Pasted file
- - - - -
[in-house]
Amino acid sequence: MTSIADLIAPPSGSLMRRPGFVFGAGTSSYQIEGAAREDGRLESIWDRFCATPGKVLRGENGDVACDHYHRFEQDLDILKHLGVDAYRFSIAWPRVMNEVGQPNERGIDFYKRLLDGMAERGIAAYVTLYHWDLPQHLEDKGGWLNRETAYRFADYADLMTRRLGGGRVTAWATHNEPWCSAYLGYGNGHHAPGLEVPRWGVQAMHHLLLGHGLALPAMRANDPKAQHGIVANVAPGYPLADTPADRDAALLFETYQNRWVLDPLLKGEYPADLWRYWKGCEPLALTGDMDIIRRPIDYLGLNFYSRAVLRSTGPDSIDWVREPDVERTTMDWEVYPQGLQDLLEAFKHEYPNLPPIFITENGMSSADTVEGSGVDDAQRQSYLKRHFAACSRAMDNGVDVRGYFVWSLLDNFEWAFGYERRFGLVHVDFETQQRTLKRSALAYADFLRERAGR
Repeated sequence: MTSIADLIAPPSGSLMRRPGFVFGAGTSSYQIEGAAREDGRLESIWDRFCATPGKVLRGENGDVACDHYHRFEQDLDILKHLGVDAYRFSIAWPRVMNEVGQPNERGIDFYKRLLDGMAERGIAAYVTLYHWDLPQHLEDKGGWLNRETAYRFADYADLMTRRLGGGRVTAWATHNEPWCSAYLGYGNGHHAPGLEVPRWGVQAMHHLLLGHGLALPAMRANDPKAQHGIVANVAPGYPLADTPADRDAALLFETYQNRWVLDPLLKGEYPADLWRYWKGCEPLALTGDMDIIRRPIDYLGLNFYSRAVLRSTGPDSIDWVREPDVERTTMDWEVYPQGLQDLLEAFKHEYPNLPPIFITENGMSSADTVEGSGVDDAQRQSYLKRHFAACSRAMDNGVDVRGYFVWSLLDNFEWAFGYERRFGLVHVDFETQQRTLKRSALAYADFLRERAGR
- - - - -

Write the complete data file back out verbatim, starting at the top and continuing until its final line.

[in-house]
Amino acid sequence: MTSIADLIAPPSGSLMRRPGFVFGAGTSSYQIEGAAREDGRLESIWDRFCATPGKVLRGENGDVACDHYHRFEQDLDILKHLGVDAYRFSIAWPRVMNEVGQPNERGIDFYKRLLDGMAERGIAAYVTLYHWDLPQHLEDKGGWLNRETAYRFADYADLMTRRLGGGRVTAWATHNEPWCSAYLGYGNGHHAPGLEVPRWGVQAMHHLLLGHGLALPAMRANDPKAQHGIVANVAPGYPLADTPADRDAALLFETYQNRWVLDPLLKGEYPADLWRYWKGCEPLALTGDMDIIRRPIDYLGLNFYSRAVLRSTGPDSIDWVREPDVERTTMDWEVYPQGLQDLLEAFKHEYPNLPPIFITENGMSSADTVEGSGVDDAQRQSYLKRHFAACSRAMDNGVDVRGYFVWSLLDNFEWAFGYERRFGLVHVDFETQQRTLKRSALAYADFLRERAGR
Repeated sequence: MTSIADLIAPPSGSLMRRPGFVFGAGTSSYQIEGAAREDGRLESIWDRFCATPGKVLRGENGDVACDHYHRFEQDLDILKHLGVDAYRFSIAWPRVMNEVGQPNERGIDFYKRLLDGMAERGIAAYVTLYHWDLPQHLEDKGGWLNRETAYRFADYADLMTRRLGGGRVTAWATHNEPWCSAYLGYGNGHHAPGLEVPRWGVQAMHHLLLGHGLALPAMRANDPKAQHGIVANVAPGYPLADTPADRDAALLFETYQNRWVLDPLLKGEYPADLWRYWKGCEPLALTGDMDIIRRPIDYLGLNFYSRAVLRSTGPDSIDWVREPDVERTTMDWEVYPQGLQDLLEAFKHEYPNLPPIFITENGMSSADTVEGSGVDDAQRQSYLKRHFAACSRAMDNGVDVRGYFVWSLLDNFEWAFGYERRFGLVHVDFETQQRTLKRSALAYADFLRERAGR